Increased guidelines related to the use of sub-committees outline how the board of directors may establish the committee and their requirements. For example, each established sub-committee, must have a charter of terms that sets out its mandate, scope, accountability, reporting obligations and working procedures.
Conflicts of Interest Policy
While all Class B insurers should already have a documented conflicts of interest policy in place, the updated regulations include enhanced details on what the documented conflicts of interest policy should include, which are abbreviated as follows:
- Agreement to avoid activities that could create conflicts of interest or the appearance of conflicts of interest
- Approval process for members to follow before they engage in certain activities
- Duty to disclose matters that may result in a conflict of interest
- Responsibility to abstain from voting on matters where objectivity may compromised
- Procedures for keeping transactions with related parties separate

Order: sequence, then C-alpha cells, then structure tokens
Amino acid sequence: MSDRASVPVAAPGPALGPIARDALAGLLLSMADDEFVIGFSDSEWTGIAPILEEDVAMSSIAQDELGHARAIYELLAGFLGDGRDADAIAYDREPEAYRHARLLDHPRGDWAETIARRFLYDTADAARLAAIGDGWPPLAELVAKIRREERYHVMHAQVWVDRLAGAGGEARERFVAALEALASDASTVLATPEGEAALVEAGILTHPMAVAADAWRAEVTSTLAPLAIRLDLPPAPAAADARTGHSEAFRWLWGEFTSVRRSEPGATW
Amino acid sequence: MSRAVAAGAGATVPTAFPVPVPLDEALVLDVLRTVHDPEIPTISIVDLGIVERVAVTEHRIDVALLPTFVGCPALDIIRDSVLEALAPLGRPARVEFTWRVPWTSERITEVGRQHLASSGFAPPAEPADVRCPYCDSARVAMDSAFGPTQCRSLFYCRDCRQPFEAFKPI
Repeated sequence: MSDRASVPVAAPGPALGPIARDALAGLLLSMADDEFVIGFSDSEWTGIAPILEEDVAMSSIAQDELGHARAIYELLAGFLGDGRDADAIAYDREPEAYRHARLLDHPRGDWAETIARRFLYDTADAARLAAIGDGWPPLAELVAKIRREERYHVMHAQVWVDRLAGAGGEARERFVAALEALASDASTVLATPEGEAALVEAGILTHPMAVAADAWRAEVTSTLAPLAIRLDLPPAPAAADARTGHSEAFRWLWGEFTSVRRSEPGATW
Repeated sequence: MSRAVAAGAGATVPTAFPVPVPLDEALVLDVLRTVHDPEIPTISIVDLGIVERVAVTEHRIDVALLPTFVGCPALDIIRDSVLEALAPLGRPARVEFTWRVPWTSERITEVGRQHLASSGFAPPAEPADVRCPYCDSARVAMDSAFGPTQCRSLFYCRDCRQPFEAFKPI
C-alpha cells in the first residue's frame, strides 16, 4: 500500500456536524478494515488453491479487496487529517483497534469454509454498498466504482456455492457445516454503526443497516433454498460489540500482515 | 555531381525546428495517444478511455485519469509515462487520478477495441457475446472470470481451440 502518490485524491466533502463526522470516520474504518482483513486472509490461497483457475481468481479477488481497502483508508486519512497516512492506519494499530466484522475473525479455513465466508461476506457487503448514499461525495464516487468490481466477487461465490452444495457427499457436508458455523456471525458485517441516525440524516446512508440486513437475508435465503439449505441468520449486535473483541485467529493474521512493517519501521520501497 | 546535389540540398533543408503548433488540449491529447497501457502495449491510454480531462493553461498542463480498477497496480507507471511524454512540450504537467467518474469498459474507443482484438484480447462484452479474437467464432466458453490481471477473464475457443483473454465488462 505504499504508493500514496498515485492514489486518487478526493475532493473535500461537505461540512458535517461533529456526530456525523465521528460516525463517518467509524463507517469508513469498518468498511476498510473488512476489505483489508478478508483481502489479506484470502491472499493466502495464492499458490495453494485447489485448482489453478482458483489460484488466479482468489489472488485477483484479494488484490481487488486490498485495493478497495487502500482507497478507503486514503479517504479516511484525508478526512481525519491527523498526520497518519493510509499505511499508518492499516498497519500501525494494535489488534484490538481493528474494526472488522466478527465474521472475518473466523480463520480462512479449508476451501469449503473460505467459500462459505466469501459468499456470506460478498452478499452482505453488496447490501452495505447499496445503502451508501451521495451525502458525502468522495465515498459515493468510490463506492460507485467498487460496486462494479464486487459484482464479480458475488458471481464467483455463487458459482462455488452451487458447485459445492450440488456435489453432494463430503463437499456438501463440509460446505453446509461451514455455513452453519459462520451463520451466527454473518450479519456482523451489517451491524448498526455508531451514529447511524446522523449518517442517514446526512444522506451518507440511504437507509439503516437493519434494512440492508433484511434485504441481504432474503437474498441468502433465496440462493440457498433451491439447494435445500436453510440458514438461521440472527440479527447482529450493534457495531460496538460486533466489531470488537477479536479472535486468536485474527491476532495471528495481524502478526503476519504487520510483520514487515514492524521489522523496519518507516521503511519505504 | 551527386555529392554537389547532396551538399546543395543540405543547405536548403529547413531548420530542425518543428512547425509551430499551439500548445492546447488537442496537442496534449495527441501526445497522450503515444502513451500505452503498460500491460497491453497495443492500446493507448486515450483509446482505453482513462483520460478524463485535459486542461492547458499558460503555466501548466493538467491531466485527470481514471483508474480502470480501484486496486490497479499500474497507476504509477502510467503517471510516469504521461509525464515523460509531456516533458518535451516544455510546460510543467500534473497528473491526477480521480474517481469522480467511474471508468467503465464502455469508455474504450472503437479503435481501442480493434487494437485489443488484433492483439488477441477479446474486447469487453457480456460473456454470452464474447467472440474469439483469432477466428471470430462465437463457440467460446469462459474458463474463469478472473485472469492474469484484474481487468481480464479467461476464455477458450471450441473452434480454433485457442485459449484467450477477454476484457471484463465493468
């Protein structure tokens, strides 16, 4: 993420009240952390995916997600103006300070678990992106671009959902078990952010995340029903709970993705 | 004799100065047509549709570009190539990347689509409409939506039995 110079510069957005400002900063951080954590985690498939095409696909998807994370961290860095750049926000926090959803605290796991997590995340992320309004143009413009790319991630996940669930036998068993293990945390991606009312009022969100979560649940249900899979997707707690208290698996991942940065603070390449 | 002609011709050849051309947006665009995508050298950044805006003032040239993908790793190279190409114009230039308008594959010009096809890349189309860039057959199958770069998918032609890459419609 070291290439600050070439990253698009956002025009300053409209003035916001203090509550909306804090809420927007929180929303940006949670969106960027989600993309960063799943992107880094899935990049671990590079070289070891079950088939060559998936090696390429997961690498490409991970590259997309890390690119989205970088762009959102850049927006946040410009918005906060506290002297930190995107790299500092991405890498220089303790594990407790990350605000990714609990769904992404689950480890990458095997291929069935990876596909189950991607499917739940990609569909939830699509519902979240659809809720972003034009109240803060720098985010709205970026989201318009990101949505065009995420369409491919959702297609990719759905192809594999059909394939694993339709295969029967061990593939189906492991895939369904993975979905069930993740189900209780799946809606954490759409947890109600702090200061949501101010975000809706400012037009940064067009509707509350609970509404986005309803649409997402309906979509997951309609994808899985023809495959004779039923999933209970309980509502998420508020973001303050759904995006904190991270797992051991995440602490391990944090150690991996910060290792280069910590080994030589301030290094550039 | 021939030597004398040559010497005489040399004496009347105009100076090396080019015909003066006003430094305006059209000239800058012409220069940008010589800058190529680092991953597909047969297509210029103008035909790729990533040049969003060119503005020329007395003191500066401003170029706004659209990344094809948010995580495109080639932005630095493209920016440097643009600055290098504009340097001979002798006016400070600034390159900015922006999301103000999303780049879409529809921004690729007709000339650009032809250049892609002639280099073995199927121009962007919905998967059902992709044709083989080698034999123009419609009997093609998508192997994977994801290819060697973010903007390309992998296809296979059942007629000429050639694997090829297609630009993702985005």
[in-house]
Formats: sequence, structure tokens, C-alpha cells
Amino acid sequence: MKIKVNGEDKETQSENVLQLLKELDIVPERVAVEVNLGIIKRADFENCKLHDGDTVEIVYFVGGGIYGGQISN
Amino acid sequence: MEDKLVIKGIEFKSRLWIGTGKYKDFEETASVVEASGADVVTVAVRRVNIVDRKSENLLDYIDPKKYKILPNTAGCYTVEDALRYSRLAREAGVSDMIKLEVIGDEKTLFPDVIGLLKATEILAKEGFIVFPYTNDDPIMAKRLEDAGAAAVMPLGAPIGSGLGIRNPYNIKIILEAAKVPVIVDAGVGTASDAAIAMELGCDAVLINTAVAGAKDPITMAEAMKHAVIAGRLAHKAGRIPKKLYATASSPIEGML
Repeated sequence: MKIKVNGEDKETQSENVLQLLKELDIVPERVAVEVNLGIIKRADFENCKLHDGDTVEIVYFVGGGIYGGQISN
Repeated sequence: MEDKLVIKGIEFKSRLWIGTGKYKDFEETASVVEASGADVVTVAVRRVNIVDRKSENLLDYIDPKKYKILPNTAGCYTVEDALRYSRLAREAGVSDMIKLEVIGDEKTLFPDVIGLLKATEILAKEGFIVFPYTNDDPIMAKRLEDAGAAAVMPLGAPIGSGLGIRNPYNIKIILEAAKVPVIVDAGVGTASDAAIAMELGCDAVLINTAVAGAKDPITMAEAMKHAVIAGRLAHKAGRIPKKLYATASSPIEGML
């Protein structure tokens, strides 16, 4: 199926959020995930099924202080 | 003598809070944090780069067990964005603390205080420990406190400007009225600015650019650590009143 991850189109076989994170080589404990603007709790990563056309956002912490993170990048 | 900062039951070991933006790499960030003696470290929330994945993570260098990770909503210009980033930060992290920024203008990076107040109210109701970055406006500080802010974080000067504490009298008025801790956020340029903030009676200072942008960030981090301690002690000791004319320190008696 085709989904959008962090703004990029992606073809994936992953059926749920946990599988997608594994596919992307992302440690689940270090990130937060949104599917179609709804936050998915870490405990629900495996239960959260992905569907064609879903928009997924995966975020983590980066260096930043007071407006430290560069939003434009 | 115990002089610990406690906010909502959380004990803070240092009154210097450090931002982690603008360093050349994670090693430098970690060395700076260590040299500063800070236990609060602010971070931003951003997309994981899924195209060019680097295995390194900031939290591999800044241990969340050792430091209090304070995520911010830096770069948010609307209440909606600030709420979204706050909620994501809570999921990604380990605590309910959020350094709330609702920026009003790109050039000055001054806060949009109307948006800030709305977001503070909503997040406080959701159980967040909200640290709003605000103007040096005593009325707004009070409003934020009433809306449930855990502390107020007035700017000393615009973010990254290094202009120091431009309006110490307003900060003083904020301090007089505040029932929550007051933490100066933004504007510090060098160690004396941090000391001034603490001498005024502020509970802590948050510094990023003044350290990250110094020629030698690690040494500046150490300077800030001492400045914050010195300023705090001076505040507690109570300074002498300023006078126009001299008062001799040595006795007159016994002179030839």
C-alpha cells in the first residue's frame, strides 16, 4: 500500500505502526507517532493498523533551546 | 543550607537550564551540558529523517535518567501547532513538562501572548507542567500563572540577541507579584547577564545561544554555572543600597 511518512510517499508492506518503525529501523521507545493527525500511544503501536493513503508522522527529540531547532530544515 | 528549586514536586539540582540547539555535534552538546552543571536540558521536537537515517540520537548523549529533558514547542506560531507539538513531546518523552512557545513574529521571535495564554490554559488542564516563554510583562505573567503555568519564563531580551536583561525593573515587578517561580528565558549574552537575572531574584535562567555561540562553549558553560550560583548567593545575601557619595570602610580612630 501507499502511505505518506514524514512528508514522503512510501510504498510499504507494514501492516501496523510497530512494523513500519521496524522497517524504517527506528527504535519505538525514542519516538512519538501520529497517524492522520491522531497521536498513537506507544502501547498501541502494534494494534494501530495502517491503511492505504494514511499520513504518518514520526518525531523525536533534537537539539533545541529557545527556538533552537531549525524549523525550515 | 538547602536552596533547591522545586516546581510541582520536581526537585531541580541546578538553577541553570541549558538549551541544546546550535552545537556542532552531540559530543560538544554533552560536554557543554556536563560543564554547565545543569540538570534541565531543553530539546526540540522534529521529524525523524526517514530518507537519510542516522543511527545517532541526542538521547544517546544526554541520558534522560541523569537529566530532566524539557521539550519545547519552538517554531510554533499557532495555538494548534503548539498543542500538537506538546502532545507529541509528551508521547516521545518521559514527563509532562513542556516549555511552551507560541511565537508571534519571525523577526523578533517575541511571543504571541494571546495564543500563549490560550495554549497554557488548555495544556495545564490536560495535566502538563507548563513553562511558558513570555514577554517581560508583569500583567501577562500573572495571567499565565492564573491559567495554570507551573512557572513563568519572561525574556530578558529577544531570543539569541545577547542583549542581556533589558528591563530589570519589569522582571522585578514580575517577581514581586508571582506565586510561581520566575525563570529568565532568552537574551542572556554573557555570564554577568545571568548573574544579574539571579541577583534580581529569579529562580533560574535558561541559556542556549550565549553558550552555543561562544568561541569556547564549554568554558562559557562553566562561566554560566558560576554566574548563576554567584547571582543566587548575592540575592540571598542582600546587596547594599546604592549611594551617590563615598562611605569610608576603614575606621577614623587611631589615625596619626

- Process for managing non-compliance
Requirement to Establish an Audit Committee
The New Rule includes a requirement for the board of directors to establish an audit committee or an equivalent that is commensurate with the size, complexity, structure, nature of business and risk profile of the regulated entity.
How can CSI help?
CSI International Underwriting (Cayman) Limited has been a licensed insurance manager in the Cayman Islands since 1982. As your insurance manager, we can assist you with reviewing your company’s policies and procedures to ensure they are up to date with the New Rule, ensure board meetings are run in accordance with your corporate governance framework, liaise with CIMA on your behalf, and look after the day-to-day operations of your company. We provide regular financial reports, and are your go-to for all regulatory, government, insurance, banking, and accounting filings and requirements. With CSI, you receive the highest level of corporate governance assistance and regulatory advice possible.